One area where we hope for significant and marked development is in the area of music. We have begun a good thing, but this is an area where we still have much to do. In the years to come, some of what we would like to see is this: 1. a situation where four-part harmonization in congregational singing becomes the norm, and not the exception; 2. increasing orchestral accompaniment for all the music; 3. creation of a church culture that makes parental provision of musical training for our children easy and rewarding, and not difficult; 4. more men in the choir; and 5. musicians who are employed by the church being seen as something other than a luxury.
We would like to build a sanctuary, as God gives us opportunity. In this, we are dealing with two basic factors—the fact that we would like to do this debt free and the fact that we have a climate where some people would file a complaint over every square foot and every last doorknob. But you should know that the elders and deacons have been actively pursuing leads and possibilities. This is much more of a priority than it may appear to be.
As mentioned in the previous point, we are dealing with a negative situation, created over the last three years or so by a handful of committed hostiles. But this creates an optical illusion, and we have to be careful not to fall for it. The behavior of this handful has created an enormous amount of good will toward us in the community at large. We want to take the resultant opportunity to pursue greater unity with other evangelical Christians in town, and reach out evangelistically to nonbelievers. We do want to have a public impact in our town, but we do not want to do this by “political” means. Authority flows to those who take responsibility through service, and this is what we want to do in every aspect of life.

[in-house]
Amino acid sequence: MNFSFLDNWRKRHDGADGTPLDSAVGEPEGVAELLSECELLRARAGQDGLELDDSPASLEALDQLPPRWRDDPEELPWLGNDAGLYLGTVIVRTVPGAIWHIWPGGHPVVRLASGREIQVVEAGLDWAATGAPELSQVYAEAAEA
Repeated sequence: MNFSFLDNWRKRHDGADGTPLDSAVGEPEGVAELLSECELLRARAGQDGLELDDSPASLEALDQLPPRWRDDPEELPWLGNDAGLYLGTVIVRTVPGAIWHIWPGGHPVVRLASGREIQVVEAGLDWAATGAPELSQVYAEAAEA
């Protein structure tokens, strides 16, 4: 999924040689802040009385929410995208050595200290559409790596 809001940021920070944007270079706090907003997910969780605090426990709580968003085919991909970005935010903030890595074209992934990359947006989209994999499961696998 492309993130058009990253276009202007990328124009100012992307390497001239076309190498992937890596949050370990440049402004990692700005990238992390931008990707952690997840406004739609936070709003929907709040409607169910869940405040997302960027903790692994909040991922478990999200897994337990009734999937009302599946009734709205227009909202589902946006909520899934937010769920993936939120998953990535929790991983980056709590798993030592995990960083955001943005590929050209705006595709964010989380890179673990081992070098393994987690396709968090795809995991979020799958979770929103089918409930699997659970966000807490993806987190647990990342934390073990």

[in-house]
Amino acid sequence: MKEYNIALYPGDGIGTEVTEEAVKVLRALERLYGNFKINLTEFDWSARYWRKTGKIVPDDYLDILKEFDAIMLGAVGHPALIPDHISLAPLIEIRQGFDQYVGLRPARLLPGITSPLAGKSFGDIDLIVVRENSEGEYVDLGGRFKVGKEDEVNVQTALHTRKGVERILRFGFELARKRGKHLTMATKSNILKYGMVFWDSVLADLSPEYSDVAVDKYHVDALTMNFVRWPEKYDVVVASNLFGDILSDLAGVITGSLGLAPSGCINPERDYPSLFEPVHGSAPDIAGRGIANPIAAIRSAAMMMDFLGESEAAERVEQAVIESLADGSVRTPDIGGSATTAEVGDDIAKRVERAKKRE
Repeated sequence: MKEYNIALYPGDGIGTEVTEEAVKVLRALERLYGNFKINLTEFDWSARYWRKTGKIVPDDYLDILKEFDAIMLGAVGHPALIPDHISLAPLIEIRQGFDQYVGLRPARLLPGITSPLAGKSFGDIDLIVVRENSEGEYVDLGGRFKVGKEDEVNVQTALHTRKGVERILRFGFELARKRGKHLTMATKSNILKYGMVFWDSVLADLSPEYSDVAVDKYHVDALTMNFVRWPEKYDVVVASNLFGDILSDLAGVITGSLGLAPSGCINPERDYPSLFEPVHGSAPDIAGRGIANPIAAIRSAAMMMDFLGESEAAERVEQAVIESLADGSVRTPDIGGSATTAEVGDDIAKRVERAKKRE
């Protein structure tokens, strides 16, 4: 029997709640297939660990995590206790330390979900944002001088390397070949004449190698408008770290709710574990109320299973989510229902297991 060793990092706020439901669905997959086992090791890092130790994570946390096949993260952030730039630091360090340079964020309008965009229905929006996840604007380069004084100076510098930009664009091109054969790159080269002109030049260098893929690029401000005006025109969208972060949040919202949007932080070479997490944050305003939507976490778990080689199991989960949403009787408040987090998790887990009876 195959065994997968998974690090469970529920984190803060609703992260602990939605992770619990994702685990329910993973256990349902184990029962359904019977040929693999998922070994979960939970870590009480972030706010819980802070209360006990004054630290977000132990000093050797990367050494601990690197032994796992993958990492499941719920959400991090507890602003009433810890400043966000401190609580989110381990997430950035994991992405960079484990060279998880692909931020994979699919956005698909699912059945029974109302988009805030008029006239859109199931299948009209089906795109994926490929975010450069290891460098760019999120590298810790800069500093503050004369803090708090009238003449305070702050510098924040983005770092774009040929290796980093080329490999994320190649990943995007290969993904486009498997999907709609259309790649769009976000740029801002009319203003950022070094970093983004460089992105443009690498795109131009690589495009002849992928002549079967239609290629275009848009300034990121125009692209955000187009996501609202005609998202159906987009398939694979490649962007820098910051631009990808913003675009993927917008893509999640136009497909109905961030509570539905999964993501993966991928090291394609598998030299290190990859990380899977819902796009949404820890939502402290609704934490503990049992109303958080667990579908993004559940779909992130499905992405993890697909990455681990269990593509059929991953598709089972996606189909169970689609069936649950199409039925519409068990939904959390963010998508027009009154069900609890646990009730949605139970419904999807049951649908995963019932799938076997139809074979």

We want our worship of God on the Lord’s Day to set a pattern, provide teaching, give inspiration, and establish a center of gravity for true community. As we recover true worship we are recovering worship that is potent. In worship, we glorify the name of Jesus Christ in heaven. We then ask, in line with the Lord’s prayer, for God to do on earth what is done in heaven—which in this case is to glorify the name of Jesus in Moscow as it has been glorified in heaven. When this is done in faith, as we are seeking to do it, the potency will be registered throughout the rest of week.
Here are some of the areas where this potency will be noticed. Please note that this is not a “to do” list, but rather a vision list. It is not the “new legalism,” but rather the prayer request list. Driven by worship, we are looking for a spirit of sabbath celebration, a rich musical culture with the psalms at the center of it, a robust commitment to Christian education, tight families that really like each other, functional parishes (HOH meetings and social life both), and all done in the context of a love for Jesus Christ.